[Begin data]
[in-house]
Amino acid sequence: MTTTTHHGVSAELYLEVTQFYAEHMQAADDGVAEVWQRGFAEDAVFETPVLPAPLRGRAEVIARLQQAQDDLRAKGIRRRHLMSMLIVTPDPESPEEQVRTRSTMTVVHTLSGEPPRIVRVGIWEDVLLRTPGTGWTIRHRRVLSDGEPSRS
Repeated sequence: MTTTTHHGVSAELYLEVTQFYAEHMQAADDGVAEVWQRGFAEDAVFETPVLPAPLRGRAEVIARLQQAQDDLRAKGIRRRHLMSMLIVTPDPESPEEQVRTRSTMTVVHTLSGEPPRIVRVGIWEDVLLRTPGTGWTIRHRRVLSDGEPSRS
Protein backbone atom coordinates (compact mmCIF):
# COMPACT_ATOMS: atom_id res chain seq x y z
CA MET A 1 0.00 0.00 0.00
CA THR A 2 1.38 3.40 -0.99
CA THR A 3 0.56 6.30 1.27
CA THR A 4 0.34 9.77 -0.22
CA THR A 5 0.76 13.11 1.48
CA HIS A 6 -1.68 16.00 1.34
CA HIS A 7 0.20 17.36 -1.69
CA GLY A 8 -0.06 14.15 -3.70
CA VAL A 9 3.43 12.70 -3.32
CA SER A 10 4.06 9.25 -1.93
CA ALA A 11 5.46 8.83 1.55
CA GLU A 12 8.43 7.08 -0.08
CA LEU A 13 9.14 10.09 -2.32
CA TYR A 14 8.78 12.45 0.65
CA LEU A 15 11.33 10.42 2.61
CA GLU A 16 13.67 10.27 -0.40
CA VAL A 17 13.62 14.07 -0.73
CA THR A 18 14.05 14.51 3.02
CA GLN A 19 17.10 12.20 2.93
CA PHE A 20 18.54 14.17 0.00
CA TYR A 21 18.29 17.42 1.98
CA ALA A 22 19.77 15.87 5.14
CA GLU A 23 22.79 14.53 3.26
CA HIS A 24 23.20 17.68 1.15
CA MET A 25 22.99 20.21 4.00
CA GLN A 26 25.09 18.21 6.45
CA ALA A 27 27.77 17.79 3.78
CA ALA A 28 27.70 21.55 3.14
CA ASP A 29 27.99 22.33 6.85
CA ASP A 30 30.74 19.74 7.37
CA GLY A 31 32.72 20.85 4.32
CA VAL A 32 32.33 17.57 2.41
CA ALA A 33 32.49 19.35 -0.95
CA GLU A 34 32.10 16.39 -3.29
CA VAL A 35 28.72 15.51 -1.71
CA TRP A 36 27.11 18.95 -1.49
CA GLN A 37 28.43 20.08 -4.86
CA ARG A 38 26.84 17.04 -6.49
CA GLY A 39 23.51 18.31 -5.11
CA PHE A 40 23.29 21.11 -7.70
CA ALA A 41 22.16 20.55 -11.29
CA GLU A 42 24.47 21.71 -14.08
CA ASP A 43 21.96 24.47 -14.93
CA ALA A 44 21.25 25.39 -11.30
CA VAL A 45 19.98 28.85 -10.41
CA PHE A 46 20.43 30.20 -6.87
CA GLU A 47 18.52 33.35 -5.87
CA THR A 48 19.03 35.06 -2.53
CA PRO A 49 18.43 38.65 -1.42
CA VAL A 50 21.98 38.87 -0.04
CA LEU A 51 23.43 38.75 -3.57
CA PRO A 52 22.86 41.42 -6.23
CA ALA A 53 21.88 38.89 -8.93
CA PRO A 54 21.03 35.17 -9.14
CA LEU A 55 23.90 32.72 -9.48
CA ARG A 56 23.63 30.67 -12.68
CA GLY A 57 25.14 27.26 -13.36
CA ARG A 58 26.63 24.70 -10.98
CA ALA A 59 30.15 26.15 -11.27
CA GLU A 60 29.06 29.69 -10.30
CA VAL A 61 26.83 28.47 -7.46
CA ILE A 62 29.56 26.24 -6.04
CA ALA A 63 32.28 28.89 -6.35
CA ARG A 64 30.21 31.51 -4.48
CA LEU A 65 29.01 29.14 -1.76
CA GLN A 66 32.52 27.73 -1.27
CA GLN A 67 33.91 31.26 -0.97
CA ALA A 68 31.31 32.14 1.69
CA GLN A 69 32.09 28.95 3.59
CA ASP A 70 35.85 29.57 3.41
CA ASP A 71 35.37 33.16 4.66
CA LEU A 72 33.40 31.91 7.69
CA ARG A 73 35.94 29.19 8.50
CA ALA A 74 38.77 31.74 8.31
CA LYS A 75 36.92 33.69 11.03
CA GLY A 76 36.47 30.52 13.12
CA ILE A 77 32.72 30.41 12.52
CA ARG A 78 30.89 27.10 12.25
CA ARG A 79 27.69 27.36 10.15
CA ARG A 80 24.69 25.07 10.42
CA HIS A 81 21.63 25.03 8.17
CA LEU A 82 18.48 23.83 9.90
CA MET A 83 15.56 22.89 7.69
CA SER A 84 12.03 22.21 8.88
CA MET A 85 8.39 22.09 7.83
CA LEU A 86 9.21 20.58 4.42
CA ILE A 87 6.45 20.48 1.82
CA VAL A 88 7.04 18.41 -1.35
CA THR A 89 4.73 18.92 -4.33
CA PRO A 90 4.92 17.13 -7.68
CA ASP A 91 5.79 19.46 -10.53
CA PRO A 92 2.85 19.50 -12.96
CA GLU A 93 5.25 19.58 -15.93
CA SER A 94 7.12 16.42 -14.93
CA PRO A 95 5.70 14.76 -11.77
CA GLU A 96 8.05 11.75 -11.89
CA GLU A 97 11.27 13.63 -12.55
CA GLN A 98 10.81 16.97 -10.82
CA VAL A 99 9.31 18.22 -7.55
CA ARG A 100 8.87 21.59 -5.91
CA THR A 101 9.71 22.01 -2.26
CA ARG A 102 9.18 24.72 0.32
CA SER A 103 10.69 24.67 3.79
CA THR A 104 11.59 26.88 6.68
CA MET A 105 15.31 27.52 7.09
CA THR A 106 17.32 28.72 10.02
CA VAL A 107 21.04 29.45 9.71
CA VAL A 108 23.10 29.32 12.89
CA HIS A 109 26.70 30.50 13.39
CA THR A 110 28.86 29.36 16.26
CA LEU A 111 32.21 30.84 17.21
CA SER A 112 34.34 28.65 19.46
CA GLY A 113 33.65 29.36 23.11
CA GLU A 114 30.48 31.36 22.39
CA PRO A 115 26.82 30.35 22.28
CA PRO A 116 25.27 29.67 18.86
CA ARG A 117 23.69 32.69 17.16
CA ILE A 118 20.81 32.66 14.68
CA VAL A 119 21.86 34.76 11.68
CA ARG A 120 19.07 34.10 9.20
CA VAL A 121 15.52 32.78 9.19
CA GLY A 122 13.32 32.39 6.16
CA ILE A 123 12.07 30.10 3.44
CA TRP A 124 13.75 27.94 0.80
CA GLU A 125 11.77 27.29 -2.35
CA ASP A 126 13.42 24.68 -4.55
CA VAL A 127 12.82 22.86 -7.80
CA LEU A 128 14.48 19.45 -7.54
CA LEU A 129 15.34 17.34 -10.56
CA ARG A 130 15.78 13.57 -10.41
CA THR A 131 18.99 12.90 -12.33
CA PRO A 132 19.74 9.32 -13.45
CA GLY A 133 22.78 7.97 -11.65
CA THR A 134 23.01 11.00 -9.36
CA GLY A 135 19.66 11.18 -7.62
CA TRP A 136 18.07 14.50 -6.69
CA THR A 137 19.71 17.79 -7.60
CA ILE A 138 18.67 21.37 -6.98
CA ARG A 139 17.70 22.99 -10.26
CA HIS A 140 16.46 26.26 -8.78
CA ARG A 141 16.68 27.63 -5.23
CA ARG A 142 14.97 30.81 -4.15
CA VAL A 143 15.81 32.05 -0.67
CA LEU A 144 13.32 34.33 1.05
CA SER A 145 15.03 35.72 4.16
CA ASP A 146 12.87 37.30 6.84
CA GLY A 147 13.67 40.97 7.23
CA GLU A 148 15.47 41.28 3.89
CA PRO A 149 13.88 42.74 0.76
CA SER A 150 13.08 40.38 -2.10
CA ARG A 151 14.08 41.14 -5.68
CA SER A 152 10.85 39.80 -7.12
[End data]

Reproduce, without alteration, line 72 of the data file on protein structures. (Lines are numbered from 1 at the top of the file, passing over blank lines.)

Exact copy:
CA GLN A 67 33.91 31.26 -0.97